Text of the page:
At some point in your life, you may have a period when you fall on hard times and your bills start to pile up.
If you're ultimately unable to make payments, your debts may be sent to collections, meaning your account will be passed to a debt recovery agency, earning a collection letter and possibly a stain on your credit report. The credit bureau agencies, Experian, Transunion and Equifax, may lower your credit score by 50 points or more, resulting in higher interest rates for any future borrowing.
Credit Collection Services, known as CCS for short, is one of the largest debt collection agencies in the U.S. This company, based in Massachusetts, is a part of a larger entity known as CCS Companies, and when you look at your credit report, you may see a collection account with the creditor listed as “CCS,” “CCSUSA,” “Credit Collection Services” or a related name.
If you’re getting hassled by CCS, which represents companies in a variety of fields, including the banking and health industries, you should know your rights and watch out for common shady tactics used by collection agencies.
By taking the right steps, you can stop the annoying calls and get your credit score back up.
How to remove Credit Collection Services from your credit report
Now, let’s get into the details. Right off the bat, whether you’ve been getting phone calls from CCS or received a letter from them, send a debt verification letter to the company, which requests written communication only.
Why? This ensures that there is always a written record of what transpires between you and CCS. Sending a letter through certified mail, which requires a signature upon delivery, provides proof that CCS received the letter.
With phone calls, there won’t be a record. Mail is the best way to protect yourself.
1. Have them prove the debt is yours
Now, let’s move forward to the next step, which you must complete within 30 days of the first time that CCS gets in touch with you. Keep this deadline in mind and act fast. Things will be harder for you if you don’t.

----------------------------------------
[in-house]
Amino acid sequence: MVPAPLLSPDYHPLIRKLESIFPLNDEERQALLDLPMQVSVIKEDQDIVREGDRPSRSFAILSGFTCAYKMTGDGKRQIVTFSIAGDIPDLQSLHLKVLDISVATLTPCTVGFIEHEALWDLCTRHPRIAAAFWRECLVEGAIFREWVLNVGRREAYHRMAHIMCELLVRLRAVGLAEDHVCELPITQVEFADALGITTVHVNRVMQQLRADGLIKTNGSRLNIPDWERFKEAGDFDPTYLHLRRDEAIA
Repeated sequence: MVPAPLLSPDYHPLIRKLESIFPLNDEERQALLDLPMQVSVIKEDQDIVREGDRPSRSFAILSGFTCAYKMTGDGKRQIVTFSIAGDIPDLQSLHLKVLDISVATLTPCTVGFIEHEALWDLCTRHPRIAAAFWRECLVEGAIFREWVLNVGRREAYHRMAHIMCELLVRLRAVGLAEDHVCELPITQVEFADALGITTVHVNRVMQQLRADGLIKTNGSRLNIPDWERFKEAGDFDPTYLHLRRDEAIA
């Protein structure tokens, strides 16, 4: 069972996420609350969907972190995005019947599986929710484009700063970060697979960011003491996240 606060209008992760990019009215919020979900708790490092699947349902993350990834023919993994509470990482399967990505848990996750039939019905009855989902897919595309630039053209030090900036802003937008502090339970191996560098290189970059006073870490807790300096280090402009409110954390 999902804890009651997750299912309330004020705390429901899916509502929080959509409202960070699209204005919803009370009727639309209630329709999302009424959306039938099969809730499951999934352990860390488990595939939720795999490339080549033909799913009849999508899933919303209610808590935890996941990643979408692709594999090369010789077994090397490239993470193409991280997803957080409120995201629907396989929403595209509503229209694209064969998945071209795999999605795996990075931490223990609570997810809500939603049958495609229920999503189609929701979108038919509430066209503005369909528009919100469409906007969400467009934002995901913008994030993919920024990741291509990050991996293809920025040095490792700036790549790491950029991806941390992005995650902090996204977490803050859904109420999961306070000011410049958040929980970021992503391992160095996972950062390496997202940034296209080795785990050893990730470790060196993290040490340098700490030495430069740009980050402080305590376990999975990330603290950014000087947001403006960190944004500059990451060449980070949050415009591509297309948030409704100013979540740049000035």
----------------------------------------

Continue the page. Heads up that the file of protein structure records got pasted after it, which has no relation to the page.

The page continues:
Send the company a letter asking them to show you proof that the debt in question is rightfully yours. It’s perfectly legal and proper to make this request, generally called a debt validation letter.
Why ask for proof?
CCS is a debt purchasing company, meaning the company buys debt from the original creditors, typically for cents on the dollar of what is actually owed. Since CCS bought the debt, the company may not be able to prove that it’s valid. The company may lack data related to the debt, or possibly, the account isn’t complete or is inaccurate. It is not uncommon for companies to mix up contact information.
If CCS is unable to validate your debt, the company must, by law stop trying to collect on it. The company will also need to remove the negative entry from your credit report.
You can contact CCS at the address below:
Credit Collection Services
725 Canton Street
Norwood, MA 02062-2679
Phone numbers: 617-965-2000
Despite earning a "B" from the Better Business Bureau (BBB), CCS earned over 1,000 complaints to the BBB, including many regarding inaccurate or false reporting. There are also numerous complaints filed with the Consumer Financial Protection Bureau, stating the same grievances.
2. Negotiate to remove the collection
Sometimes, the debt validation letter doesn’t work out. The company may be able to validate the debt, making you legally responsible to repay the debt. Unfortunately, this means the negative note on your credit report remains and that the company is free to continue contacting you, with the aim of getting money from you.
If the debt validation letter doesn’t work out, don’t give up hope. Keep in mind that the end goal of all collection agencies is to get money. To negotiate, you should offer to pay half of what you owe or settle on a payment plan, on the condition that CCS will remove the negative entry from your credit report upon receipt of payment.